You know, I talk a lot of smack about a lot of people. So when someone does something classy, I have to mention it and salute them. I've already extended some sympathy points to Rob Liefeld. Can't stand the guy or his artwork, but when Yellow Hat Guy tried to humiliate him, he reacted with a lot of restraint and humor. It would make me a terrible person if I didn't acknowledge something like that.
And today, I must salute another person I really don't think much of: John Byrne.
I'm not going to rehash my complaints about Byrne, because it is very easy for me to fall into trash talk about the guy. He has fantastic talent, but his personality is very toxic and self-righteous. Which makes this story even more surprising to me, and why I have to tip my hat to this act of genuine class.
First, the background: in 2006, a Doctor Strange fan named Gerry Turnbull decided to commission a sketch. It was from Michael Golden, who has done lots of classic work, including Rom The Space Knight, Micronauts, and Doctor Strange. Turnbull went through Golden's agent and paid $500 cash up front for a Doctor Strange commission. He was told it would take six weeks.
Took lots longer than that.
Turnbull sent e-mails and called, asking about the status of his commission. Meanwhile, Golden was still hitting conventions and doing other commissions.
Finally, after ten months, the $500 commission from Golden arrived. And it looked like this:
If you click to enlarge, you'll see it says "Patience is a virtue virue". Talk about an insult. Golden has gone on message boards defending his actions. "Mr. Turnbull's account of events regarding the art he received is, in-and-of-itself, reasonably accurate, as far as I'm aware. He does take some liberties with a few specifics, however. He requested an inked SKETCH of Dr. Strange on 11X17 art board, period. Finished, cover-quality commissions started, at the time, at 2K. The price agreed to was based on my then-current pencil sketch rate multiplied by his request to have it inked and tweaked a bit more than the usual fare I was obliged to generate at conventions. He (and several of his associates) then proceeded to publicly trash, insult, make slanderous insinuations, and even threaten legal action against me (via LEI) if I didn't basically drop what I was doing and deliver the work he (they) demanded," and "What Mr. Turnbull received is an inked sketch, just shy of a finished drawing. It is clearly and unquestionably the character, Dr. Strange. It is Mr. Turnbull's right to be dissatisfied with the work, but to base that dissatisfaction on the fact that I drew the character enveloped in his cape speaks to his agenda, not mine. Perhaps Mr. Turnbull should request characters that don't wear capes. That Mr. Turnbull takes exception to a portion of the character being in heavy, dramatic shadow may suggest that he is unaware that such rendering is intrinsic and maybe even necessary to depicting this particular character in the context of mood and impact." Thanks for being upfront about what he was going to get. It's truly worth $500 for that when, because of the vagueness of the commission request, you could have just done a stick figure with some Doctor Strange embelishments.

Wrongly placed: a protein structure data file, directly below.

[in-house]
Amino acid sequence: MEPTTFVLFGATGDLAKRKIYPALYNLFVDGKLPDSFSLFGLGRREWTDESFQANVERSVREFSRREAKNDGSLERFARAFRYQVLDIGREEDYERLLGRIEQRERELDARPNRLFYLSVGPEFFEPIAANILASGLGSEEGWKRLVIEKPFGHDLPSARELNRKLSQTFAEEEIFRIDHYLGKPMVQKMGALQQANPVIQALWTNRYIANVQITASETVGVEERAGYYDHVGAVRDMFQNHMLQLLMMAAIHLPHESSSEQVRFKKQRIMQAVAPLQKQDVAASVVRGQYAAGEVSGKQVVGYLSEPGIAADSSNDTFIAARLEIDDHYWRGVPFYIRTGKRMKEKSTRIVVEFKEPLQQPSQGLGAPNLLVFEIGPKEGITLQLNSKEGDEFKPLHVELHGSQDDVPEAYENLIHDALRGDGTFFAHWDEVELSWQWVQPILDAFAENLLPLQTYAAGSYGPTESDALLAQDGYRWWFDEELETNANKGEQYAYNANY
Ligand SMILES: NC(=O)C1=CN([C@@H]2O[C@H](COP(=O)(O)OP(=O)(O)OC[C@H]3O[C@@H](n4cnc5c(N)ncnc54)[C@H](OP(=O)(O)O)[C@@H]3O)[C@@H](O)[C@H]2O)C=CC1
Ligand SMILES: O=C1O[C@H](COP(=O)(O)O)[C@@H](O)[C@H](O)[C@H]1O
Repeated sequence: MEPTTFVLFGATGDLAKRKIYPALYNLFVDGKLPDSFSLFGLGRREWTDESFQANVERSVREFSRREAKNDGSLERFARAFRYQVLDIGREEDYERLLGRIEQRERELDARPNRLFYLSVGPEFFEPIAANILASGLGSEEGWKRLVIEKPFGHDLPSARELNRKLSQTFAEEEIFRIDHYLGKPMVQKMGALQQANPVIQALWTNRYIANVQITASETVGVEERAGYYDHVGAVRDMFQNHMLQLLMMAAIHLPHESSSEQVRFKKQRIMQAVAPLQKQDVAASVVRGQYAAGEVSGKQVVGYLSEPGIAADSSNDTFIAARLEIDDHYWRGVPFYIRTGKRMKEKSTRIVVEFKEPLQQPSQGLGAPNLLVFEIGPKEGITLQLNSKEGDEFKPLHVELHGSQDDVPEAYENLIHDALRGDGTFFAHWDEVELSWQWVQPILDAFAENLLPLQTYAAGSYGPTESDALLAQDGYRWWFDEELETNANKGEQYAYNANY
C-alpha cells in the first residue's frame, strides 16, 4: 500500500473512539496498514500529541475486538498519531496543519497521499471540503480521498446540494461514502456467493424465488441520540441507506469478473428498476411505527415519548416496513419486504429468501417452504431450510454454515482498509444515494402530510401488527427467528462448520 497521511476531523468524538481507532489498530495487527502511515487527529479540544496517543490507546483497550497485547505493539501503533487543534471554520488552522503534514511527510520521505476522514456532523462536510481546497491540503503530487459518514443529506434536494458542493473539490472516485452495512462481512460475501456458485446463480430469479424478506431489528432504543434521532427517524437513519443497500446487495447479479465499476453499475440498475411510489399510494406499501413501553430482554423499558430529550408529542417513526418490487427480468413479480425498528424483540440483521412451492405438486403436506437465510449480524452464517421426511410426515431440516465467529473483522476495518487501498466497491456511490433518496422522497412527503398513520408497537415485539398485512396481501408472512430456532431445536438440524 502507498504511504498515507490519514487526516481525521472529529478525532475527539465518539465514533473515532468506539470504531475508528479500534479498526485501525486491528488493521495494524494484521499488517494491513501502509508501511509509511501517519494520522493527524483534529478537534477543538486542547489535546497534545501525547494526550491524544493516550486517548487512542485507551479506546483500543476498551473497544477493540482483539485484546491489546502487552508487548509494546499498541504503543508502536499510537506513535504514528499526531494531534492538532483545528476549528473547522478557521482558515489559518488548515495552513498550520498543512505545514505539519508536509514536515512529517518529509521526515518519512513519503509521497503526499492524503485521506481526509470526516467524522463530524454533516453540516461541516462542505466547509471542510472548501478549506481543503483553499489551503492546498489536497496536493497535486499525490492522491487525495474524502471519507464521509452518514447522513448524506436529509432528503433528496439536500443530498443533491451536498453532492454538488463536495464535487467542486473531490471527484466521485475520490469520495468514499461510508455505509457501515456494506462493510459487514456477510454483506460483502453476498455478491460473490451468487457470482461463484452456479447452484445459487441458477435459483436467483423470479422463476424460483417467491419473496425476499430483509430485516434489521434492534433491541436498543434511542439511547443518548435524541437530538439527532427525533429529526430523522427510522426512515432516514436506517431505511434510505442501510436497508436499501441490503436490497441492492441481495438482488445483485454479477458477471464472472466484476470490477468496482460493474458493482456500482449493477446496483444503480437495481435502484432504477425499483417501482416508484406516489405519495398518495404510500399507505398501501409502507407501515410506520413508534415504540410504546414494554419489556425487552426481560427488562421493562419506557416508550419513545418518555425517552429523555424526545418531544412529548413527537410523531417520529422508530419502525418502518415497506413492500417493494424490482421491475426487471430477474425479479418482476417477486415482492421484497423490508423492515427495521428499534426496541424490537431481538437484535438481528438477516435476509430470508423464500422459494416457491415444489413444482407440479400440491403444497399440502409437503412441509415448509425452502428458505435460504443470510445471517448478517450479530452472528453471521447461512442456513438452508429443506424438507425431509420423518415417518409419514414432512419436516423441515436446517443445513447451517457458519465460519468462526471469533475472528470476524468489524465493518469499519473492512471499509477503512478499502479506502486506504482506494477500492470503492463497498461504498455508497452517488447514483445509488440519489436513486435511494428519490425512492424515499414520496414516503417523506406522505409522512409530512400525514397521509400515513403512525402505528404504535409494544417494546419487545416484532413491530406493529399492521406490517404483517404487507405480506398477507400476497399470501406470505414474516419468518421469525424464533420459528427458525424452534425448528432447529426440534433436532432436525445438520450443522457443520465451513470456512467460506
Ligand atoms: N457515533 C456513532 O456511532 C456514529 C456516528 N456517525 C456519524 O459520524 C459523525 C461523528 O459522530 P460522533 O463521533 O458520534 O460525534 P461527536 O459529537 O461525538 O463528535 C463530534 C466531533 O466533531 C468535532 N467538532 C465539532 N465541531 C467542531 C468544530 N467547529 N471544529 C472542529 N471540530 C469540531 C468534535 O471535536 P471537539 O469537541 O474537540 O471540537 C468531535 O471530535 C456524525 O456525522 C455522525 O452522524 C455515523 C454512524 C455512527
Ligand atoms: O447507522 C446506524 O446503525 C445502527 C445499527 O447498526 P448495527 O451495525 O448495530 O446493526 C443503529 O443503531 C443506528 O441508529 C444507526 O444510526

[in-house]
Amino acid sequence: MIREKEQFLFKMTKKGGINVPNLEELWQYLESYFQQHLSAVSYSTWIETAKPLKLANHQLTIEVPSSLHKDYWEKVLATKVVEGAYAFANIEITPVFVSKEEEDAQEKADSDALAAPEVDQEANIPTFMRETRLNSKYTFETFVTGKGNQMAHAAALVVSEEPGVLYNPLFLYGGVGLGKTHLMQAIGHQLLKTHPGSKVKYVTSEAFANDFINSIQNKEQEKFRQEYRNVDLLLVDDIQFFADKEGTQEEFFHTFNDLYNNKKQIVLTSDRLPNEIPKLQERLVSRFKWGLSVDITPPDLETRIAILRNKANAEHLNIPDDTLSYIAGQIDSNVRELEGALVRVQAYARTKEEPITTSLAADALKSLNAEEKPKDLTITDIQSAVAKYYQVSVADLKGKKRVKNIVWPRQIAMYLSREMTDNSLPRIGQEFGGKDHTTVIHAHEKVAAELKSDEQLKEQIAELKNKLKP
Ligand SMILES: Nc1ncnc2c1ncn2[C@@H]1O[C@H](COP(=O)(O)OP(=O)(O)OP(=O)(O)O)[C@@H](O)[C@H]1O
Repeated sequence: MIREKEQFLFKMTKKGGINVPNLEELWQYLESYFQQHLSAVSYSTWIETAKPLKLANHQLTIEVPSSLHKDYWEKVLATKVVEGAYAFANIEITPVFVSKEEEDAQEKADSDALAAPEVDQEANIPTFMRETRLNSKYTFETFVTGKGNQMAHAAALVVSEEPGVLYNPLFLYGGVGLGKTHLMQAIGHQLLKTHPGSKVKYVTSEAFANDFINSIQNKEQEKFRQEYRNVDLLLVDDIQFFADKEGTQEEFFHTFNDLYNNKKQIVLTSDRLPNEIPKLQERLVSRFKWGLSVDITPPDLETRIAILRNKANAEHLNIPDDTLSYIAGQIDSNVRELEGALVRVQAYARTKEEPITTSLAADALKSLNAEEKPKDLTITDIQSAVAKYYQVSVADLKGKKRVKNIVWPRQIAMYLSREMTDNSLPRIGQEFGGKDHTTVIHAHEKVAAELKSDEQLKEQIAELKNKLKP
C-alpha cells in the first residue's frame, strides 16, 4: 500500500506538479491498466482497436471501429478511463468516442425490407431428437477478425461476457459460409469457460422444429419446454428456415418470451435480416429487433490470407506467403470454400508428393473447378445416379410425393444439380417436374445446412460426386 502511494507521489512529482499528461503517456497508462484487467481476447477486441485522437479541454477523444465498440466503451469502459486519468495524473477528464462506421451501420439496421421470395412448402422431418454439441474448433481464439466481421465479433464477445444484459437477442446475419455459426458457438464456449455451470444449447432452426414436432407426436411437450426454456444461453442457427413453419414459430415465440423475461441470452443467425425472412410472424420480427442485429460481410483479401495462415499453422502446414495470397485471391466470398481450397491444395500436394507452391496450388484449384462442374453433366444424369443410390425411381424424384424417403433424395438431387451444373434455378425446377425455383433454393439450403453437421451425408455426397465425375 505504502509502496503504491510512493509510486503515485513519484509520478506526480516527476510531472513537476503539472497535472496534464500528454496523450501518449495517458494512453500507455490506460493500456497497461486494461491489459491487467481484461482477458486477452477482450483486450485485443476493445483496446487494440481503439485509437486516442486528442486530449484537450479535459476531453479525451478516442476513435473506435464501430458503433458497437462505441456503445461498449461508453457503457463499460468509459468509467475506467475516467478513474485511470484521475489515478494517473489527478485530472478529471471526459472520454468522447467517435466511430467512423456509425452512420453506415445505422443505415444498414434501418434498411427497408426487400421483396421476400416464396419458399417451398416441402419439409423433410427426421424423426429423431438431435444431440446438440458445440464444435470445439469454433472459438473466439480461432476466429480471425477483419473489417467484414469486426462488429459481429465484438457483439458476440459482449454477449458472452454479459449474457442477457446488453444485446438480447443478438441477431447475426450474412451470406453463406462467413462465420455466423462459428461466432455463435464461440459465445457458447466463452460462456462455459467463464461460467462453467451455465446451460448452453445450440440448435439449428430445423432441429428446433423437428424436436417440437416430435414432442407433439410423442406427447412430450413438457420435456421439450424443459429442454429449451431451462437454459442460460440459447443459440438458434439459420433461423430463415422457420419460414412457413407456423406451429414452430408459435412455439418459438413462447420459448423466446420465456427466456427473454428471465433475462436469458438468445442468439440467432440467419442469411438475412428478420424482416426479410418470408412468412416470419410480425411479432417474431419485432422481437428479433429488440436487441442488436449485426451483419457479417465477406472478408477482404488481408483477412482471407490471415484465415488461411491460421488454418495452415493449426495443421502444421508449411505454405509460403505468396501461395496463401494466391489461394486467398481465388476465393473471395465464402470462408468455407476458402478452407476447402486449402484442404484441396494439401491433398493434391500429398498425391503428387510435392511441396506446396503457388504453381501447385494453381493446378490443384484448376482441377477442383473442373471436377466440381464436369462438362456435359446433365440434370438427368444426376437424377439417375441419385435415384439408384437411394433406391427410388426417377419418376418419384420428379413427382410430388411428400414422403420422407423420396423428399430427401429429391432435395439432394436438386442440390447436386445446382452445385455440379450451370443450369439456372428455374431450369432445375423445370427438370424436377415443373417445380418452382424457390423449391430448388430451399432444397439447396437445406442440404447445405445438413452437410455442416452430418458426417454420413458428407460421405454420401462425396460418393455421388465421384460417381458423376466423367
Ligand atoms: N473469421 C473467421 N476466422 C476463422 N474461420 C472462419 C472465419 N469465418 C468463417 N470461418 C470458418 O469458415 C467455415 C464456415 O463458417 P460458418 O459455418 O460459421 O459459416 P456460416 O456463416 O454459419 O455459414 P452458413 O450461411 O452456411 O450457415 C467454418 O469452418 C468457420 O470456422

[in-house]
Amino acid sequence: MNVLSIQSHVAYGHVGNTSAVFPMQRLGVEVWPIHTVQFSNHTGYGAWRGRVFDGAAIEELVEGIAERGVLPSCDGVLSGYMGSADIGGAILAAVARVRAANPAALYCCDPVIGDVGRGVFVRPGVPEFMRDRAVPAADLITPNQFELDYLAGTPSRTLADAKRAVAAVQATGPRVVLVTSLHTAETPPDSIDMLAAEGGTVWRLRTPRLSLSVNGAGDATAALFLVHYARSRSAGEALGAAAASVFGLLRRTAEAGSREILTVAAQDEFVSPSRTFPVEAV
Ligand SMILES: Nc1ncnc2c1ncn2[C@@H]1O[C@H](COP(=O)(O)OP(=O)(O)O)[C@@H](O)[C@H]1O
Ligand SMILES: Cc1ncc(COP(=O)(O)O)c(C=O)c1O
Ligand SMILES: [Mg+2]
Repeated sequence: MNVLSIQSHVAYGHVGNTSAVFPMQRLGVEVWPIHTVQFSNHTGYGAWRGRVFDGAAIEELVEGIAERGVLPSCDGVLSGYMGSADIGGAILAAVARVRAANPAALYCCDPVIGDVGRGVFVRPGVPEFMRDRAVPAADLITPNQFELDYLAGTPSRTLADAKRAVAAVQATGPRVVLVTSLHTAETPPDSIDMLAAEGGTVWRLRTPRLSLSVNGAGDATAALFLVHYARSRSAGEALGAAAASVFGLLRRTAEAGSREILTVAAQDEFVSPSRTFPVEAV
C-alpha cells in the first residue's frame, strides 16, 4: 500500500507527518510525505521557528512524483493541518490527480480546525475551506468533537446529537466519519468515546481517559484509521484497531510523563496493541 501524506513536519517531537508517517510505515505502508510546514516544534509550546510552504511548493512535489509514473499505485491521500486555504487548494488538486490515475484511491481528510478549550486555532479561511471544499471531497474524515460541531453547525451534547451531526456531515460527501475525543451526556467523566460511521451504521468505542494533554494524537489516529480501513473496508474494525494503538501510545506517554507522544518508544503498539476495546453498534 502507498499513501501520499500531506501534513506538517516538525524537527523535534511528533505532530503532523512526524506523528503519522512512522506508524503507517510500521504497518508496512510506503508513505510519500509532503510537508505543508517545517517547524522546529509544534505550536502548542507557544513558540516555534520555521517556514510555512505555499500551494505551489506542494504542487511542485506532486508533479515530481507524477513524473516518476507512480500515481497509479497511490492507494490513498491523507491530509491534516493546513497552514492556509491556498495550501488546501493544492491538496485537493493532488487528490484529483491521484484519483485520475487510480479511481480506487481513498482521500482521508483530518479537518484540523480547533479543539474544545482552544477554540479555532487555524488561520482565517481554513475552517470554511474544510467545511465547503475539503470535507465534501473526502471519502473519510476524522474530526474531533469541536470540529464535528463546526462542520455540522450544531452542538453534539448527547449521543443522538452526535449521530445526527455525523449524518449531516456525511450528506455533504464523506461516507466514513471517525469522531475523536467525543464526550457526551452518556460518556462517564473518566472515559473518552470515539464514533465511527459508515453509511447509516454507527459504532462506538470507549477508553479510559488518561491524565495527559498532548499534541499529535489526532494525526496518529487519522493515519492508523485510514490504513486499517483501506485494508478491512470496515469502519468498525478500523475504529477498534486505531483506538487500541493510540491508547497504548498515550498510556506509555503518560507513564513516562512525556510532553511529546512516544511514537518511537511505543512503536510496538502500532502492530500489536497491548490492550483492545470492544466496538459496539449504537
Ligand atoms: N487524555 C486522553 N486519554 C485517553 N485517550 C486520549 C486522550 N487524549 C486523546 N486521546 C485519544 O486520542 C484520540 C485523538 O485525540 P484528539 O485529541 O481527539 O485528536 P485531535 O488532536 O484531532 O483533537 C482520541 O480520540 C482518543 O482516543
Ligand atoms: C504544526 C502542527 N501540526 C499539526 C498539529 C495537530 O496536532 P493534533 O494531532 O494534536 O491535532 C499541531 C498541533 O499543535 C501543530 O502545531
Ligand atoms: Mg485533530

Well, word got around (I heard the story last year and my jaw dropped). But I didn't hear the part about Byrne's involvement.
Byrne heard the story and saw the finished artwork.
He got Turnbull's address.
He created a Doctor Strange piece (full figure, background, inked), worth far more than $500 and sent it to Turnbull.
Not a dime. Nyet. Nien. Nothing.
Gets better. I haven't tracked down the name yet, but supposedly another pro convinced Turnbull to give him the sketch. The pro then colored the piece professionally and sent it back without charging a dime, not for shipping, not for time, nothing.
All as a gesture of friendship and an apology on behalf of professionalism.
So, much as I might not like to do it, I have give mad props to John Byrne and the colorist for doing right when they had no reason to be involved. It's nice to see humanity still exists somewhere in the world, and in places you don't expect.